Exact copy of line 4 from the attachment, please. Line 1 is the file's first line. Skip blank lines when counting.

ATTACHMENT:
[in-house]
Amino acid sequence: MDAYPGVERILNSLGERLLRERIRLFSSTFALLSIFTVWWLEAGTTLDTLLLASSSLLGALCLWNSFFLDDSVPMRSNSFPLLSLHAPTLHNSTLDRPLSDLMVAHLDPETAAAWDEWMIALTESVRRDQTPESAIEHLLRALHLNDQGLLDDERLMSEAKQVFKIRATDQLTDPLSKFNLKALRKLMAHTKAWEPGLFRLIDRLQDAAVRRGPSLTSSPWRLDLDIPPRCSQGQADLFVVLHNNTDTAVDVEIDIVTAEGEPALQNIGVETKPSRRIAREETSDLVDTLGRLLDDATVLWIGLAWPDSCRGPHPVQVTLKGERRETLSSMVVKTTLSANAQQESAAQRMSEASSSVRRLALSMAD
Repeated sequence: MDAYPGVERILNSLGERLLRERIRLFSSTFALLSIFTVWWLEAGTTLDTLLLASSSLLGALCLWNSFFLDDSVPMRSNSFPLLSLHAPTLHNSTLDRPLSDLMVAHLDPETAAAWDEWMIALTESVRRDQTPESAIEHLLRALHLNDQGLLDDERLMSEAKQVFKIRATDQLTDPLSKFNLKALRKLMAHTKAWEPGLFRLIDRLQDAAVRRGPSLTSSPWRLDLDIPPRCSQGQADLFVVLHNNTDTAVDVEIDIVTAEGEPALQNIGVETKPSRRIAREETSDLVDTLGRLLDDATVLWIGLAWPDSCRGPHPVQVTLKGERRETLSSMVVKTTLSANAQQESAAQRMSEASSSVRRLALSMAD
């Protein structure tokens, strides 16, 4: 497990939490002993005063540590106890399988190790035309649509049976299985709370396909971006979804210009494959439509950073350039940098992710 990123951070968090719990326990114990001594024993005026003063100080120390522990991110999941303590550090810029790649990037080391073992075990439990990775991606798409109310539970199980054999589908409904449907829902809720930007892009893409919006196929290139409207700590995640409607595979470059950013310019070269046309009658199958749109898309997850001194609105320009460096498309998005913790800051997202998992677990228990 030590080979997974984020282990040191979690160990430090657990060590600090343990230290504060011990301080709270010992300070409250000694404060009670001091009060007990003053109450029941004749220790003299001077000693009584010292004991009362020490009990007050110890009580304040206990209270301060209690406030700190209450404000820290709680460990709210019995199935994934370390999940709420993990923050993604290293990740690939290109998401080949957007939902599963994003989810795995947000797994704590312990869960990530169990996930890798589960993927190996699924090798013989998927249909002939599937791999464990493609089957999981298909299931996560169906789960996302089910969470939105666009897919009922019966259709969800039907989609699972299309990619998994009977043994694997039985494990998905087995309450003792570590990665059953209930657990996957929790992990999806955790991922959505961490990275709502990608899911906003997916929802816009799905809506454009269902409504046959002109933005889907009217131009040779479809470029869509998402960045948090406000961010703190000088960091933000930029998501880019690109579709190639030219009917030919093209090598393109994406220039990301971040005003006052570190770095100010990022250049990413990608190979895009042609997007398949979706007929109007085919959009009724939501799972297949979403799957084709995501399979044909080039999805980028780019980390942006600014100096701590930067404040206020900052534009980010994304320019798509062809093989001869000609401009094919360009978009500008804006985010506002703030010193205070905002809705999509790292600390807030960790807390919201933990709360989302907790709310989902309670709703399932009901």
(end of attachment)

């Protein structure tokens, strides 16, 4: 497990939490002993005063540590106890399988190790035309649509049976299985709370396909971006979804210009494959439509950073350039940098992710 990123951070968090719990326990114990001594024993005026003063100080120390522990991110999941303590550090810029790649990037080391073992075990439990990775991606798409109310539970199980054999589908409904449907829902809720930007892009893409919006196929290139409207700590995640409607595979470059950013310019070269046309009658199958749109898309997850001194609105320009460096498309998005913790800051997202998992677990228990 030590080979997974984020282990040191979690160990430090657990060590600090343990230290504060011990301080709270010992300070409250000694404060009670001091009060007990003053109450029941004749220790003299001077000693009584010292004991009362020490009990007050110890009580304040206990209270301060209690406030700190209450404000820290709680460990709210019995199935994934370390999940709420993990923050993604290293990740690939290109998401080949957007939902599963994003989810795995947000797994704590312990869960990530169990996930890798589960993927190996699924090798013989998927249909002939599937791999464990493609089957999981298909299931996560169906789960996302089910969470939105666009897919009922019966259709969800039907989609699972299309990619998994009977043994694997039985494990998905087995309450003792570590990665059953209930657990996957929790992990999806955790991922959505961490990275709502990608899911906003997916929802816009799905809506454009269902409504046959002109933005889907009217131009040779479809470029869509998402960045948090406000961010703190000088960091933000930029998501880019690109579709190639030219009917030919093209090598393109994406220039990301971040005003006052570190770095100010990022250049990413990608190979895009042609997007398949979706007929109007085919959009009724939501799972297949979403799957084709995501399979044909080039999805980028780019980390942006600014100096701590930067404040206020900052534009980010994304320019798509062809093989001869000609401009094919360009978009500008804006985010506002703030010193205070905002809705999509790292600390807030960790807390919201933990709360989302907790709310989902309670709703399932009901």